This course is primarily concerned with companies as defined in the Companies Act Cap 486. These are companies which are formed and registered under that Act. There are companies incorporated otherwise than under the companies Act. Some companies are formed under specific Acts of Parliament. The parastatal bodies are created under statute as bodies corporate. Most companies derive their existence through a process of registration under the Companies Act cap 486.


Early forms of business organizations owing their existence to royal charter was primarily ecclesiastical bodies or public bodies such as boroughs. Trading in joint account was accomplished through types of partnerships known as the commenda and the societus…and later through the limited liability company. A commenda was a formal partnership in which one of the partners supplied capital in money or goods without personally taking part in the management of the venture. The financier advanced a sum of money to the active trader upon the understanding that he should share in the profits of the enterprise but with no liability beyond the capital advanced. The societus was a form of association which developed into the present age partnership. Each partner, being an agent of the others is liable to the full extent of his private fortune and partnership debts.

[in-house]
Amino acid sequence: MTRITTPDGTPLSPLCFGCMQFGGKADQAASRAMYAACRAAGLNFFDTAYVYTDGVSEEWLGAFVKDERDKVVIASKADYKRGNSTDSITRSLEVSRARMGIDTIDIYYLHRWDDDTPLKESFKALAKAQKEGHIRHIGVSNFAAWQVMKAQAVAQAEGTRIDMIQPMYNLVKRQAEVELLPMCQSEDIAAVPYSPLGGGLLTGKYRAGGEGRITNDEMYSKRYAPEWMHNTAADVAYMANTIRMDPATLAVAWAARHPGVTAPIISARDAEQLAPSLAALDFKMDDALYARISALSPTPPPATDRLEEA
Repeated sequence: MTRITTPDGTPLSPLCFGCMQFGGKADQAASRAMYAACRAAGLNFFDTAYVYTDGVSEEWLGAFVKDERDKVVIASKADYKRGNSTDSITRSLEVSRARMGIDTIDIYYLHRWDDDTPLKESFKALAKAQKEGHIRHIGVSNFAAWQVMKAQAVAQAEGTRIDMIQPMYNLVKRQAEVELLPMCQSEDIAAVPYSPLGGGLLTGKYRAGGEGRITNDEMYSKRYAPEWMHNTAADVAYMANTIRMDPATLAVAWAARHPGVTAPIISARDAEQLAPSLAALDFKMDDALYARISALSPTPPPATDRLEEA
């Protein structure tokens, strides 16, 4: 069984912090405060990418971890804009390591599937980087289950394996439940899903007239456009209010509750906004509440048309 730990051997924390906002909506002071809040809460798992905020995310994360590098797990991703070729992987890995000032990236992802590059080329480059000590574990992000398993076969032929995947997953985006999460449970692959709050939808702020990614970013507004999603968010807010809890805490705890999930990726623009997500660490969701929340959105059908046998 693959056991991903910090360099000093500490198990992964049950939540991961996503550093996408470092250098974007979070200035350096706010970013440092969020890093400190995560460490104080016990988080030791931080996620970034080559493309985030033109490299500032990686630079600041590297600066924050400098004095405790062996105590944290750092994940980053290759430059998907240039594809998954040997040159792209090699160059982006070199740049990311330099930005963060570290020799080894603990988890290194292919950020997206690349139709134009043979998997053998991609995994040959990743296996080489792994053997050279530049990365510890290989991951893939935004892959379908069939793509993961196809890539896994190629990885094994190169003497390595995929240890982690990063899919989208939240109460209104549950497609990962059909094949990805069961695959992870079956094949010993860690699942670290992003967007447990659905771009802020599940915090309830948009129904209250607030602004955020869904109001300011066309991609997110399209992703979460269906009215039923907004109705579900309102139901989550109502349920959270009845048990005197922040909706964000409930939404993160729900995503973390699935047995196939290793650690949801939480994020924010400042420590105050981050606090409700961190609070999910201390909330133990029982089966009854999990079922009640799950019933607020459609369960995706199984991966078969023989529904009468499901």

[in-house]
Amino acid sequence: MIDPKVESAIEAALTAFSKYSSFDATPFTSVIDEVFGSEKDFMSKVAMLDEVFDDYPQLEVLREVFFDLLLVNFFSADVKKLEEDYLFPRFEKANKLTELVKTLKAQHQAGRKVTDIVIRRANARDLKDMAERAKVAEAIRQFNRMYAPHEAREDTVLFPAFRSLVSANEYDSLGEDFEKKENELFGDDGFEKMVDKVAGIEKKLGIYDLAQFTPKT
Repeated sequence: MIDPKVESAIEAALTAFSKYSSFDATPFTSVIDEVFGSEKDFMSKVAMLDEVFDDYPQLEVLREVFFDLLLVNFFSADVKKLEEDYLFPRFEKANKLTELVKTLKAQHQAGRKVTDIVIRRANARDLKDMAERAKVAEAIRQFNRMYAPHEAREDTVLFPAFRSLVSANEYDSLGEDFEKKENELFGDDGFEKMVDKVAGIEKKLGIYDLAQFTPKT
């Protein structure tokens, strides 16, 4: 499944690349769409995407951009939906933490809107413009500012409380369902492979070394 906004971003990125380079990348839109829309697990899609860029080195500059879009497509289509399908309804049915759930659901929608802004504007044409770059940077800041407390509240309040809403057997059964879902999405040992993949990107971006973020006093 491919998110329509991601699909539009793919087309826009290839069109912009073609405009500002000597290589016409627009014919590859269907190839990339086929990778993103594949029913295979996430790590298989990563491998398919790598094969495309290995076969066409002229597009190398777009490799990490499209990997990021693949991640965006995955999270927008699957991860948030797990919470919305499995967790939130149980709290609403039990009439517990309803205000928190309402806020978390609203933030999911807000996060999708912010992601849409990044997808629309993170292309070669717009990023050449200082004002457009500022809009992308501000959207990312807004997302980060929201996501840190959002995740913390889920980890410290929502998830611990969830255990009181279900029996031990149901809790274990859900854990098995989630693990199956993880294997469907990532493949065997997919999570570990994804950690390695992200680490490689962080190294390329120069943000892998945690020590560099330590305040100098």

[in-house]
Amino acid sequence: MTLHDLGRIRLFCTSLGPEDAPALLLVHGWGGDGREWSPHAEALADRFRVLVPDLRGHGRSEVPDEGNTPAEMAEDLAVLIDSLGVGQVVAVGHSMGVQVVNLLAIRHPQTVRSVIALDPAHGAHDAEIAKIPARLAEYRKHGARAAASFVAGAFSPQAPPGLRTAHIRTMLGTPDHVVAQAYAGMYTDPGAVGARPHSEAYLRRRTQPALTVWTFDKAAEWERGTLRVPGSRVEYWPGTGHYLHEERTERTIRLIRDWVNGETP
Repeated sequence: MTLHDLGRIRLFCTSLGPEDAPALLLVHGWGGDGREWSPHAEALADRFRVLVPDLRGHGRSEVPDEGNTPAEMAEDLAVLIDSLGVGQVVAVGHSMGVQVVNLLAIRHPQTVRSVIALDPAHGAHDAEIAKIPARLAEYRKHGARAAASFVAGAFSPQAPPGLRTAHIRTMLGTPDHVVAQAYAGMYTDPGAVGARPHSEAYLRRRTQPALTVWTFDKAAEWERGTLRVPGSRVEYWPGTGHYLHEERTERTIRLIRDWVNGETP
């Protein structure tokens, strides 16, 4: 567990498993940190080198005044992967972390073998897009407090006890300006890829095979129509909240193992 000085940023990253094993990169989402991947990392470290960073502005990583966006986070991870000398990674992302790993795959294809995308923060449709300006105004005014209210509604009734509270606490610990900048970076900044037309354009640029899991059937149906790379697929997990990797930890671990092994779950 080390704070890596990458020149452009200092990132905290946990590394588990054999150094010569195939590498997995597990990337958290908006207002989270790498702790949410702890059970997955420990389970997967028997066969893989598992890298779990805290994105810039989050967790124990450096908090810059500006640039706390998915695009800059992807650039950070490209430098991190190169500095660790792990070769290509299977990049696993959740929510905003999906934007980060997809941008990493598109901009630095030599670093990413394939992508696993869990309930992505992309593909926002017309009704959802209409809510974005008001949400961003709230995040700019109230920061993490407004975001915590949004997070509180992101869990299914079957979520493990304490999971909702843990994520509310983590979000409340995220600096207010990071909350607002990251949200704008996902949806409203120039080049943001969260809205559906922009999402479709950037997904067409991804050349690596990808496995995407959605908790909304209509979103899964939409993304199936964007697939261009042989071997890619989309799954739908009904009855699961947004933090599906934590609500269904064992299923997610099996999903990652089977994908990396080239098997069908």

Company; the Companies Act Cap 486 Sec 2 defines a company to mean, ‘a company formed and registered under this Act or an existing company.’ This definition is vague. In legal theory the word company denotes an association of a number of persons who come together for some common object or objects. A company is an artificial legal person created by complying with the provisions of the Companies Act.


There are 2 fundamental concepts;

  1. Legal personality

A company must be treated as a person in its own right. This separates and creates a distinction between the personalities which constitute the created entity. This concept also incorporates other aspects such as life and death. A legal person is any person human or otherwise. Non-human persons are called corporations. The word corporation derives from the Latin word corpus meaning body. These are legal persons brought into being by artificial processes of the law.

  1. Limited liability